Riding for Rwanda
SEVEN BIKERS, including two clerics, raised £24,000 in seven days and 1500
miles, as they visited 16 cathedrals and ten churches between Blackburn,
Cambridge and Winchester (pictured).
It was organised by Canon Geoffrey Daintree from Eastbourne; and the money
is going to the founding of the first Anglican theological college in Kigali,
in Rwanda, which will eventually become an Anglican university. Canon Daintree
tells me he visits Rwanda twice a year, teaching theology in Cyangugu, and
there is a real need for a college to train clergy.
They have raised enough money now, with a £15,000 grant from the Jerusalem
Trust, to open Phase 1 of the college next January, with 20-40 students. The
roof is on, he says, and the building will provide some accommodation and
classrooms. The curriculum is more or less written, and is currently being
validated. They also have three staff members, two sponsored by the Church
Missionary Society, and the third is an American woman Ph.D. who has been
teaching in Uganda.
‘The day’s on us’
THE IDEA came from Police Inspector Bob Pell: a Big Brew in the churches of
Salford, Manchester diocese, offering cups of Fair Trade tea
and coffee, and giving space in the churches where the police could hold
surgeries to tackle the fear of crime. Fifty-five churches of all
denominations, including both the Anglican and Roman Catholic Cathedrals, are
joining in, opening as cafés under the Make Poverty History banner.
They will serve free tea, coffee, biscuits and cakes (all Fair Trade), and
some churches will run fun-day events as well.
“It’s all free and on us,” says Alan Saunders who has been co-ordinating the
event. “It’s a gift from the Church.” But on the serious side it also offers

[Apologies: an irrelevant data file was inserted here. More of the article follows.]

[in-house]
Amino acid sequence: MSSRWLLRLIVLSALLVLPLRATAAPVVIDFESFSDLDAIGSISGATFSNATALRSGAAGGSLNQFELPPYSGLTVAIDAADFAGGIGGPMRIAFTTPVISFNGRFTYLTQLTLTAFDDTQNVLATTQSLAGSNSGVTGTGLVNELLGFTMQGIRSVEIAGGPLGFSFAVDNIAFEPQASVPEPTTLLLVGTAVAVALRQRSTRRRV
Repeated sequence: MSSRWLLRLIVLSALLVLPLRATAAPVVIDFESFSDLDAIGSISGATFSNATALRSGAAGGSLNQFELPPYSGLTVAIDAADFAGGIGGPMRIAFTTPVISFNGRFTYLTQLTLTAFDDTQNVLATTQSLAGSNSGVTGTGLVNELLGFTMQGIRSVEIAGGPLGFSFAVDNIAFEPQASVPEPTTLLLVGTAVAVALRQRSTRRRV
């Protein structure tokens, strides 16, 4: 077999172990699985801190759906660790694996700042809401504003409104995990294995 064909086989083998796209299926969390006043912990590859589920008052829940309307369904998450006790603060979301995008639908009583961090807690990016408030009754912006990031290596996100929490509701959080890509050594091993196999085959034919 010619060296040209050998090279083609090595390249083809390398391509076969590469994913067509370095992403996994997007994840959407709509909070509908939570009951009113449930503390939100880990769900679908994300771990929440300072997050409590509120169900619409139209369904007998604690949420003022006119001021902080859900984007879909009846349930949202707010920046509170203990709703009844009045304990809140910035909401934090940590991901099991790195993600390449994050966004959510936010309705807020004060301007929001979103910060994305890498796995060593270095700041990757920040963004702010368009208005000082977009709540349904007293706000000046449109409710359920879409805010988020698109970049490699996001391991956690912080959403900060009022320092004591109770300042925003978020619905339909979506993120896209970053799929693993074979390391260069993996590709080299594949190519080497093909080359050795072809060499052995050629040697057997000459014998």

local people a chance to talk to the police. “The police have been working
extremely hard, and crime has dropped, despite some incidents just recently.
But the level of fear remains; and the police want to reassure people, and tell
them of some of their successes in reducing local crime.”
Meanwhile, the Big Brew was advertised by a milk float outside Manchester
Cathedral serving Fair Trade tea, coffee and biscuits, with two giant tea pots
(pictured), a gathering of dignitaries, and a huge Make Poverty History banner
on the Cathedral.
OWNED BY a Methodist minister, the Revd Maurice Perry, but dedicated by the
Bishop of Lincoln, the Rt Revd John Saxbee, Pilgrims Way III
is the flagship of Churches Together in Lincolnshire.
It has just been on a three-week mission round the waterways of
Lincolnshire, starting at Boston Lock, working its way up through Gainsborough
to the Humber Estuary, then down the coast to Grimsby and the Wash, and back to
David Sizer was in charge for first few days. He is both a Methodist
preacher and an Anglican Reader, so he sums up the ecumenical togetherness in
one person. The vessel can sleep seven, and will accommodate small groups of
about a dozen who come aboard for discussion, worship and pastoral care.
The itinerary was carefully planned: visiting churches; entertaining Bishop
Saxbee to lunch so he could meet the support team; calling on local yacht clubs